Baseball has long been a staple form of entertainment in Manhattan, and several teams of note have called the island home. In the late nineteenth century and early twentieth century, however, the sport had not yet gained the popularity it was destined to receive, and so early teams leased space in the Polo Grounds, a polo stadium at West 155th Street and Eighth Avenue. The Polo Grounds were, unsurprisingly, originally intended for use as a polo field, but not long after baseball games started being held there, polo was no longer played on the field. The name, however, stuck, and the stadium, through its several reincarnations, became known as the Polo Grounds.
The most notable baseball teams to play in the Polo Grounds were the New York Giants (later relocated to San Francisco), the New York Metropolitans, the New York Yankees, and the New York Mets. The Mets were the last team to play in the Polo Grounds shortly before their stadium – Shea Stadium – had been completed. The Polo Grounds was a notable field for its odd dimensions. The last version of the stadium – by far the most popular – took on the shape of a bathtub from overhead and featured vast space in the outfield. Left and right field were unusually shallow, which made for a good amount of home runs, but center field was extremely deep, measuring in around 480 feet (147m). No player ever hit a home run to that section of the ballpark, though many came close.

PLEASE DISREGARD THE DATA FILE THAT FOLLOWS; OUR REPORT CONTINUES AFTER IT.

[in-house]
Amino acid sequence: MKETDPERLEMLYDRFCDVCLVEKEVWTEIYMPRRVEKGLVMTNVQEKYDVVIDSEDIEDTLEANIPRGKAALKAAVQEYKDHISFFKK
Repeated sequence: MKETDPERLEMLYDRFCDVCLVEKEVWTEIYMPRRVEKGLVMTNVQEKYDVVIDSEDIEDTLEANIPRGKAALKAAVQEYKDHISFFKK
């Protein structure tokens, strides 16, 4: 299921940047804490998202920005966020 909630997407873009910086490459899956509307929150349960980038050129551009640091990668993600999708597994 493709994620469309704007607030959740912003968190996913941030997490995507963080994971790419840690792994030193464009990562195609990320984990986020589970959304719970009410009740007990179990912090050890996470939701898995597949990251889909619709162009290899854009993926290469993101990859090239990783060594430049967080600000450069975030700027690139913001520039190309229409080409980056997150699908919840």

Because left and right field were so shallow, Babe Ruth – a pull hitter by nature – hit many home runs out of the Polo Grounds. When Yankee Stadium was built, many people speculated that the dimensions of right field, which were similarly short, were designed to accommodate Babe Ruth’s home run power. The Polo Grounds also had other quirks: the outfield sloped downward away from the infield, meaning an outfielder pursuing a fly ball was actually running downhill. The left field upper deck overhung the field, sometimes turning catchable fly balls into home runs. And the bullpens, which sat in the left and right field gaps, were in play. The Polo Grounds was eventually closed in 1963 and demolished in 1964 as the stadium decayed beyond feasible repair.